If Penfolds Champagne sounds odd, Penfolds Napa sounds even odder. Isn’t the name being stretched a touch?

You have to remember the Penfolds name carries huge international cachet, especially in Asia. As TWE said in 2018, “These extensions will consolidate Penfolds as a luxury brand that transcends its existing sourcing regions and categories, positioning it for its next chapter.”

Brand extensions… positioning for the next chapter… sounds like they’re playing to the stock market.

Many would agree. These releases are “firmly aimed at high-net-worth individuals,” wine critic Jamie Goode says. “I guess they know what they are doing, but to an outsider it looks like they are coming close to jumping the shark. Think of a product idea, make it rare, and then dream up a number with lots of noughts on the end and hope someone will bite. Everyone in the luxury goods segment is doing this. But it does grate a little when compared with the classic, tradition-infused nature of the rest of the range.”

Peter Gago has "steered Penfolds from being a renowned wine producer to a bona fide member of the luxury goods market"

What does Gago say?

He gives every indication of not minding the controversy generated by some of the more outré Penfolds creations. “Look, we get into trouble whatever we do,” he told Club Oenologique. While some (Goode isn’t alone) do worry there’s a mercenary whiff to Penfolds “brand extensions”, there are plenty of critics who don’t. “What may seem at first sight to be purely an exercise in adding commercial value has a more serious purpose,” wrote Ella Lister. “The Penfolds team has once again proved its exceptional blending skills, capturing in g3 the evolutionary essence of Grange in a new dimension, by distilling the diachronic quality of the vertical tasting experience into the moment of a single glass.”

Glass of grange

“Diachronic quality” – sounds serious. What is it?

g3 and g4 (next year’s g5 will be the last) are blends of several vintages of Grange. Cynics say that Penfolds is simply emptying magnums of the great wine into a barrel, re-bottling them – and charging a premium price. Penfolds says “g4 is blended through trialling on the bench, with measuring cylinders in hand, to-ing & fro-ing between options until all flavour/structural/style/conceptual boxes are ticked. And then trying that bit harder, until the right mix appears.” It’s a similar system to making non-vintage Champagne, the company points out. “The blend energetically entwines Grange DNA from the exceptional 2002, 2004, 2008 and 2016 vintages, to create a completely unique and rare expression of Penfolds’ flagship.”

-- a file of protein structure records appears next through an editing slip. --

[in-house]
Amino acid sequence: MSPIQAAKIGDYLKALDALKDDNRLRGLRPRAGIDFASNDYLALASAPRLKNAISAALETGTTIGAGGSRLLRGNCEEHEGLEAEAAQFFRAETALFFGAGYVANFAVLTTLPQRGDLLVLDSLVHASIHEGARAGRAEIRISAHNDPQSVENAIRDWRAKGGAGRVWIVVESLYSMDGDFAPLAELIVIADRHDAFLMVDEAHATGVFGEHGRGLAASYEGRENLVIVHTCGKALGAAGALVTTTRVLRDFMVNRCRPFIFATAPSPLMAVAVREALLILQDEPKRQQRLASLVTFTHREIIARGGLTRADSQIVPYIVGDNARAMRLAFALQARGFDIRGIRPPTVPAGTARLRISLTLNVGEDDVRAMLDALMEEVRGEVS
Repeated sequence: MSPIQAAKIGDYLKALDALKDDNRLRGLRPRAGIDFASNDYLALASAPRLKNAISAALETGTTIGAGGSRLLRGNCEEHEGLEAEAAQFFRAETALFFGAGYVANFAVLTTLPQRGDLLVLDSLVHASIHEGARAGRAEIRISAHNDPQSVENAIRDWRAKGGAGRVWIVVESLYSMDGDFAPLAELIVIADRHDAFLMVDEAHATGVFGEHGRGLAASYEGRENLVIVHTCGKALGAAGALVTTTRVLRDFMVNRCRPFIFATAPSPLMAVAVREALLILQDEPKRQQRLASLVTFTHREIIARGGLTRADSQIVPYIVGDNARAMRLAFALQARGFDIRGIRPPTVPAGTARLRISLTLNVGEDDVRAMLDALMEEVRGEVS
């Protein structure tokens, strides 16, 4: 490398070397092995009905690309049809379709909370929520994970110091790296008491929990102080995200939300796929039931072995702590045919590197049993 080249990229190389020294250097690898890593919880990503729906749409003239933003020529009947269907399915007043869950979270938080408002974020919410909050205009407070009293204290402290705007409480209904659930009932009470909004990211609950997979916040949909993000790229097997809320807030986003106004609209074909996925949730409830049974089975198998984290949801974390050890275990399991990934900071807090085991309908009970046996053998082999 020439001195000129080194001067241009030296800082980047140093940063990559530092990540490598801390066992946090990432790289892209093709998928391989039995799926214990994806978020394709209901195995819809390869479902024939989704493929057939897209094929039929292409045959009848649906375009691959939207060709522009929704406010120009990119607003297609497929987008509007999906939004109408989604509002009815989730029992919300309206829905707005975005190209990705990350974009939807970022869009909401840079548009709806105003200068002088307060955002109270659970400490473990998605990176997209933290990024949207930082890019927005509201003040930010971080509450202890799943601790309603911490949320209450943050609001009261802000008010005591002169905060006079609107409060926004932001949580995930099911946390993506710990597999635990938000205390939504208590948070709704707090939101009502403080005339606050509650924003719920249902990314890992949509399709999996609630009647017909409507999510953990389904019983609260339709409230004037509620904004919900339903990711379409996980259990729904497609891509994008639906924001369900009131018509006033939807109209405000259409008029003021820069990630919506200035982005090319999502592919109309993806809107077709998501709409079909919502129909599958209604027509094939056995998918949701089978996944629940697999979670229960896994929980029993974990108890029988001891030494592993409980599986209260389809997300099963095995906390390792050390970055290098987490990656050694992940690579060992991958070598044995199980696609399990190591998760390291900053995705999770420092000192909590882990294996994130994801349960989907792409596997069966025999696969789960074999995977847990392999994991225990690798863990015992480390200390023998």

Are these wines a good investment?

g3 and g4 haven’t been around long enough to tell; generally, Grange is the only blue-chip investment. “Penfolds Grange is a cornerstone of the Australian secondary market, with a reputation and track record that rivals some of the great classified growths of Bordeaux and Burgundy,” says Langton’s Classification of Australian Wine. Liv-ex, the global marketplace for the wine trade, notes that Grange 2008 rose in value by 23 per cent from £3,725 a case in September 2016 to £4,600 in September 2020. Grange 2015, released this time last year at £4,140 a case, has gone down in value to £3,630, but this year is an anomaly, for many reasons. As for the other wines in the range, Viner notes “We don’t sell as much Penfolds as we used to.”

If you bought an Ampoule in 2012, should you hang onto it?

Probably. Interestingly enough, though 11 Ampoules were sold, they almost never come up at auction. Viner’s Hedonism bought one and it took six years to sell it; part of the deal is that a “senior winemaker” from Penfolds will fly in and open the container for you when you decide it’s time. None has been opened yet.

What happens if I just want a great Aussie wine?

The joy of Penfolds is that there really is something for everyone. If you blench at the £149 price tag on the Yattarna, then the Bin 311 Chardonnay and the Bin 51 Eden Valley Riesling are beautifully made wines at less than £30. For the same price, the Bin 128 Shiraz is a brilliant example of how to handle fine, savoury dark fruit. At the pricier end, St Henri – which sees no new oak – is loved for its old-fashioned elegance. It’s still less than £100 a bottle – pricey, but not as much as a Louis Vuitton wash bag.

Penfolds sounds like it can’t decide if it’s a wine company or a luxury goods brand

It’s an anomaly. It’s true there’s something slightly absurd about some of the projects Gago comes up with, but his – and his team’s – credentials as winemakers are in no doubt. Grange and Bin 707 are the world’s greatest multi-regional wines; Magill Estate shows the unique character of the single estate; St Henri is adored for its delicacy; the range of Bins, from Bin 389 through Bin 407 Cabernet and Bin 150 Shiraz, Kalimna Bin 28, and Coonawarra’s Bin 128 are masterclasses in expressions of its terroir and blend, the styles honed by differences in maturation, in barrel age, in selection. “What’s fascinating – and possibly a secret to Penfolds success – is its genetic adaptability,”

Wine commentator Joe Fattorini, who tasted the Collection in London in September, remarked. “In one moment it emulates grand-marque Champagne in aspiring to a house style by promiscuously dipping into different vineyards, regions, states, as the need arises. The next it’s a slave to terroir, showing the unique character of Magill. In a sense that means that whatever tribe you belong to you’ll find yourself in one of the wines. Traditionalist? St Henri. Specialist, Bin 150 Marananga. Aspirant Plutocrat? Bin 389. Actual plutocrat? Grange.”